Russell has 12 bWAR in his four Cubs seasons. The next closest at No. 27 is Phil Regan (5.2).

28: Kyle Hendricks

Hendricks has 16.8 bWAR in his four-plus Cubs seasons. Again, no other No. 28 is even close to double digits.

29: Jeff Samardzija

The Shark posted 5.6 bWAR in his seven years in a Cubs uniform. Most of the other Cubs No. 29s are guys who wore it for a single season. Fan favorite Doug Dascenzo had negative bWAR (-1.3) as a Cub.

30: Ken Holtzman

The lefty threw two no-hitters as a Cub. Here’s the last out of the second one, in 1971:

He posted 16.4 bWAR as a Cub. Ted Lilly ran a distant second at 9.6.

31: Fergie Jenkins

The Cubs have had two Hall of Fame pitchers wear this number and it’s retired in honor of both. But as a Cub, Fergie lapped Maddux in bWAR: 53 to 17.5. Maddux had his best years in Atlanta.

32: Milt Pappas

Pappas also threw a no-hitter as a Cub and had several fine seasons. Here’s the last out of his 1972 gem (along with the walk that cost him a perfect game):

Pappas posted 16.3 bWAR in three and a half Cubs seasons.

33: Bill Bonham

Bonham wore No. 33 longer than any other Cub, seven years (1971-77) and so almost by default he gets the nod here, as most of the others were one-and-done. He had a couple of pretty good seasons, but his control issues ruined a promising career. 14.6 bWAR in those seven years.

34: Kerry Wood

25.5 bWAR is a pretty good career, but short of what we dreamed of for Kid K when he did this:

Jon Lester’s four Cubs seasons have produced 12.4 bWAR.

35: Cole Hamels

No, that is not a mistake or misprint. In two months last year, Hamels posted 1.9 bWAR.

There is no other Cub ever who wore No. 35 who had a Cubs career with that many bWAR.

36: Randy Wells

This number had another forgettable collection of pitchers, so Wells, with 7.4 bWAR, gets the nod. Gary Matthews Sr. had just 3.7 bWAR in his three-plus Cubs seasons.

37: Travis Wood

This one comes with a bit of an asterisk. Gene Baker, Ernie Banks’ double-play mate in the mid 1950s, posted 6.9 bWAR as a Cub. Wood’s pitching produced 5.6 bWAR. But Wood was such a good hitter that he posted 1.7 bWAR as a Cub with the bat. So I’m giving this one to Wood for the combined 7.3 bWAR. You won’t ever forget this homer, will you?

38: Carlos Zambrano

Big Z posted 23.4 bWAR as a Cub pitcher — and 5.5 bWAR as a hitter!

39: Mike Krukow

Krukow had better careers in Philadelphia and San Francisco, but posted 10.1 bWAR as a Cub from 1977-81.

40: Rick Sutcliffe

The Red Baron had 21.9 bWAR as a Cubs pitcher. Willson Contreras is more than a third of the way there (8.4) in just two and a half seasons.

41: Dick Tidrow

The Dirt Man — man, were nicknames better back then or what? — had 5.7 bWAR in four-plus seasons on the North Side.

42: Bruce Sutter

Fun fact: Sutter’s 18.5 bWAR as a Cub almost tripled his total with the Cardinals (6.4.)

43: Bill Nicholson

Nicholson was the N.L. HR leader in 1943 and 1944, war years, and produced 38.3 bWAR in a Cubs uniform.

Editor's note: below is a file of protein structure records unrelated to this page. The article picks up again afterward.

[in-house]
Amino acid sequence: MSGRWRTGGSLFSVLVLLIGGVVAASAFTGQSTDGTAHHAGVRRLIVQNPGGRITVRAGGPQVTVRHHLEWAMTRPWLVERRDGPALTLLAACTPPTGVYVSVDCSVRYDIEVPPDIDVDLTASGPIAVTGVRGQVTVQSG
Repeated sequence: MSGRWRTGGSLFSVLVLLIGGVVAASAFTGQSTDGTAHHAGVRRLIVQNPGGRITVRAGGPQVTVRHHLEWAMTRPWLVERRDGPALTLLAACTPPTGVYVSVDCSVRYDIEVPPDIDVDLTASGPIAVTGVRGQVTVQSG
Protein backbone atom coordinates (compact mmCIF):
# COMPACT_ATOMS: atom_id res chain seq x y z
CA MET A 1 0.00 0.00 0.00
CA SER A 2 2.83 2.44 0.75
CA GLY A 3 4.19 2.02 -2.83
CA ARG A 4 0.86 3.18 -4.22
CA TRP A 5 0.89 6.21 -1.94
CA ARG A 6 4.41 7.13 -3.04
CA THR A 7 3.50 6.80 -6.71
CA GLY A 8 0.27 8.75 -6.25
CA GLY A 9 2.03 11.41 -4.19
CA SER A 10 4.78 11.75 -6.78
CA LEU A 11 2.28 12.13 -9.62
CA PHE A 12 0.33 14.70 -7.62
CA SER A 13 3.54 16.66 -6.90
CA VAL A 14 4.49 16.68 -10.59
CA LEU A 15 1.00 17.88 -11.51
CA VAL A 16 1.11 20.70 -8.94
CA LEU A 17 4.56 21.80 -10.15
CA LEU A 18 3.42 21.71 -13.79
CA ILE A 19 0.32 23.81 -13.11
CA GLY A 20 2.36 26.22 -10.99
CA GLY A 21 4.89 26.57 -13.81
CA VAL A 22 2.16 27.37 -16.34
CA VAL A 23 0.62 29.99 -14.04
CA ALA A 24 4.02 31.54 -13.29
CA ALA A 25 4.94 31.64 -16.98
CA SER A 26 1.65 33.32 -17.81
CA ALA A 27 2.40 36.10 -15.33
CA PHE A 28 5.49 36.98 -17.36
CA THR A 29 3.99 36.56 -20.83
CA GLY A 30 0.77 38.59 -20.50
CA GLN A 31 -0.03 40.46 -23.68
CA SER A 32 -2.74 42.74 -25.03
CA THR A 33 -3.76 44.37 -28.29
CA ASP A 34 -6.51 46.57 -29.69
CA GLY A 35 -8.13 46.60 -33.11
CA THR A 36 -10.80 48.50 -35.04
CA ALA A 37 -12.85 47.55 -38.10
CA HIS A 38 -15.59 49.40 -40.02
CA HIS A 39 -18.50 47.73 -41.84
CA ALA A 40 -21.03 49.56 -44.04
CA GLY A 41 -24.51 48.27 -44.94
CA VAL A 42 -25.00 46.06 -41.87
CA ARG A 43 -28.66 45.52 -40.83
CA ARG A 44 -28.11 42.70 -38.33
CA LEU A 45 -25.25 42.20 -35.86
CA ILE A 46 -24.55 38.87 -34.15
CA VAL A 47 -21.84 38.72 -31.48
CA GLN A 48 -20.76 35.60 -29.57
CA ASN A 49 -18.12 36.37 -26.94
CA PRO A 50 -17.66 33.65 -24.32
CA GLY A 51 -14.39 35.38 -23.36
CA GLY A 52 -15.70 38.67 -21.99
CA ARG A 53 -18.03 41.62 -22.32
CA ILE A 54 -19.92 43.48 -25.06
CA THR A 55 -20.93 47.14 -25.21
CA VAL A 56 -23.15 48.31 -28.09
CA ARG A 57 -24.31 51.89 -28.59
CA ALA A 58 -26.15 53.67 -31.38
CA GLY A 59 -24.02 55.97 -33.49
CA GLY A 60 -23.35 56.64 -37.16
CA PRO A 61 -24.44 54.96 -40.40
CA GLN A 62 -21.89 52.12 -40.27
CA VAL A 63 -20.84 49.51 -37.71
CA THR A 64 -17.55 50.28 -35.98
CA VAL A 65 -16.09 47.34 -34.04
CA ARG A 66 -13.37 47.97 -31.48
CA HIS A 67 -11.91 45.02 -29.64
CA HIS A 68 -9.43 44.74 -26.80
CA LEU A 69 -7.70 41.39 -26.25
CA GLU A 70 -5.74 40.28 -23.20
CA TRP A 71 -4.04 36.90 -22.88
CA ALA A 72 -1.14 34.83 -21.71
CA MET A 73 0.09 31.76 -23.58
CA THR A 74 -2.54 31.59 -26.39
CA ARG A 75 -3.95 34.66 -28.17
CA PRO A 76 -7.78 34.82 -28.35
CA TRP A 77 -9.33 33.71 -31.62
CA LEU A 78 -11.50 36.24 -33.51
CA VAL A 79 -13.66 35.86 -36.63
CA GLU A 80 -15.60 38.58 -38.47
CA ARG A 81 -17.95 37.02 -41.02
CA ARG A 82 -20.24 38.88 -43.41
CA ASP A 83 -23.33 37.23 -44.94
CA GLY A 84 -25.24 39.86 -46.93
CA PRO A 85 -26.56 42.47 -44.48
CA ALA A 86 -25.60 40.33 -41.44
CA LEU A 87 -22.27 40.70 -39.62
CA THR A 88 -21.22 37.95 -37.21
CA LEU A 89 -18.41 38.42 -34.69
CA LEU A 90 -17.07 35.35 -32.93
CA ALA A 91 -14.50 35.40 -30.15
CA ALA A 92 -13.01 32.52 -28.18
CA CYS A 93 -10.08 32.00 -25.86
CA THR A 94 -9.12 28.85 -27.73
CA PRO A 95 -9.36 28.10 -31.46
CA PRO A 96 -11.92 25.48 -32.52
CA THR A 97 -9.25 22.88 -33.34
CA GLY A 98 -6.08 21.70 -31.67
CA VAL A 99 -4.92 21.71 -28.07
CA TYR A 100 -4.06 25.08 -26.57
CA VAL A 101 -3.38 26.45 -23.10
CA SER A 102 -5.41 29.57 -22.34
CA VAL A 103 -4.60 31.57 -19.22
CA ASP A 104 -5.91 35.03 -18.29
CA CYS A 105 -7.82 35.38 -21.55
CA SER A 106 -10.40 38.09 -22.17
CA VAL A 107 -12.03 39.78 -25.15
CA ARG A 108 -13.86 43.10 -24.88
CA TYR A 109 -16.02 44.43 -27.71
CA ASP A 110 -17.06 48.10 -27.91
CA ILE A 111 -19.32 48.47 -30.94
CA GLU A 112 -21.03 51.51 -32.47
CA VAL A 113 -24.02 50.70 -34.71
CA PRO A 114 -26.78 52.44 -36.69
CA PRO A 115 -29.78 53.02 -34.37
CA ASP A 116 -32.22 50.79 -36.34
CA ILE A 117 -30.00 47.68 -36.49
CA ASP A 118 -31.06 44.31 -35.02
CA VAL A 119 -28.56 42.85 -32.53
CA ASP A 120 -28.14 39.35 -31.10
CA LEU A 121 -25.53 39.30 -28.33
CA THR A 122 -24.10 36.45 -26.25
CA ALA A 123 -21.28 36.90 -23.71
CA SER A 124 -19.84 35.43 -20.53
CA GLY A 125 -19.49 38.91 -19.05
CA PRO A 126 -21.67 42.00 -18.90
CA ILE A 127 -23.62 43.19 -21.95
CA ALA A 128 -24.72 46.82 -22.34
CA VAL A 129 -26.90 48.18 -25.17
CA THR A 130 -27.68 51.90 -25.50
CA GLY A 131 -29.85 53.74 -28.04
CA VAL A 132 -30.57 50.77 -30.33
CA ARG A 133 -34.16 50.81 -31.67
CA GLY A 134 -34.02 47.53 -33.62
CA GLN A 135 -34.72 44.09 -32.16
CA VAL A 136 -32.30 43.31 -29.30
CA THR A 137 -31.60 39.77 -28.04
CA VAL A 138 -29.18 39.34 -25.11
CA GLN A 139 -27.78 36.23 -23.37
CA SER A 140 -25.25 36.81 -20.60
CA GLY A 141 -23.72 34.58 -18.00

44: Phil Cavarretta

36.9 bWAR as a Cub for the pride of Lane Tech, who played on three Cubs pennant winners. Anthony Rizzo, who has 23.2 entering 2019, should pass Cavvy in three or four years.

45: Hank Wyse

A key cog of the 1945 N.L. champions, Wyse posted 14.6 bWAR in six Cubs seasons.

46: Ryan Dempster

This was the second-closest of any of these so far, behind No. 9. Dempster’s eight-plus Cubs years produced 19.8 bWAR. Second was new Hall of Famer Lee Smith, 19.1

47: Peanuts Lowrey

The long-time Cubs coach was an outfielder for the team from 1942-49 and posted 10.1 bWAR.

48: Rick Reuschel

Reuschel’s 48.4 bWAR as a Cub rank second among pitchers in franchise history behind Fergie Jenkins.

49: Jake Arrieta

Jake posted 20 bWAR in four-plus Cubs seasons. Carlos Marmol (!) is second with 10.

50: Les Lancaster

Lancaster’s arm gave out from overuse, but he had a couple of really good years as a Cub and 8.3 total bWAR for the North Siders.

51: Augie Galan

Galan wore other numbers as well, but no one else at No. 51 is even close to the 15.3 bWAR he had for the Cubs.

52: Justin Grimm

Now this is just getting silly, but 1.0 bWAR is the best for any Cubs No. 52.

53: Johnny Schmitz

17.5 bWAR for the Cubs from 1941-51 (with seasons missed due to World War II). He was an All-Star in 1946 and 1948.

54: Neil Ramirez

Silly season again: 1.5 bWAR in his three Cubs years are more than any other No. 54.

55: Ryan Theriot

Another asterisk here, as Theriot became much better known at No. 2, but he wore No. 55 for a September callup in 2005. He had 6.1 bWAR as a Cub.

56: Brian McRae

McRae was a decent outfielder for a couple of years in the 1990s and had 7.1 bWAR as a Cub. Hector Rondon was second with 5.

57: Antonio Alfonseca

With 0.4 bWAR, he edges out Sam Fuld (0.3).

58: Geovany Soto

Soto later switched to No. 18. He had 10.3 bWAR in his Cubs career.

59: Vacant

No Cub who wore this number had a positive bWAR, so I’m leaving it blank.

60: Cory Mazzoni

Mazzoni’s 0.3 bWAR 2018 season gets him this award.

61: Babe Phelps

Another 0.3 bWAR champion, this one from 1933-34.

62: Jose Quintana

This one was closer than you might think. Quintana has 3.4 bWAR as a Cub. Bob Howry had 2.8.

63: Kevin Gregg

Only four Cubs players have ever worn No. 63.

64: Emilio Bonifacio

Only three Cubs players have ever worn No. 64.

66: Munenori Kawasaki

Only two Cubs players have ever worn No. 66

67: Tsuyoshi Wada

By default.

68: Jorge Soler

By default.

71: Wade Davis

Only two Cubs players have ever worn No. 71.

72: Robert Machado

By default.

76: Daniel Garibay

By default.

94: Felix Heredia

By default.

96: Bill Voiselle

By default, but there’s a story here. Voiselle, who pitched 19 games for the Cubs in 1950, was from the small town of Ninety Six, South Carolina, and he wore the number to honor his home town. Per Wikipedia, no one really knows why or how the town got that name.

99: Todd Hundley

One of the more disliked modern Cubs, Randy’s son posted 0.7 bWAR in two Cubs seasons and then produced more value when he was traded for Mark Grudzielanek and Eric Karros.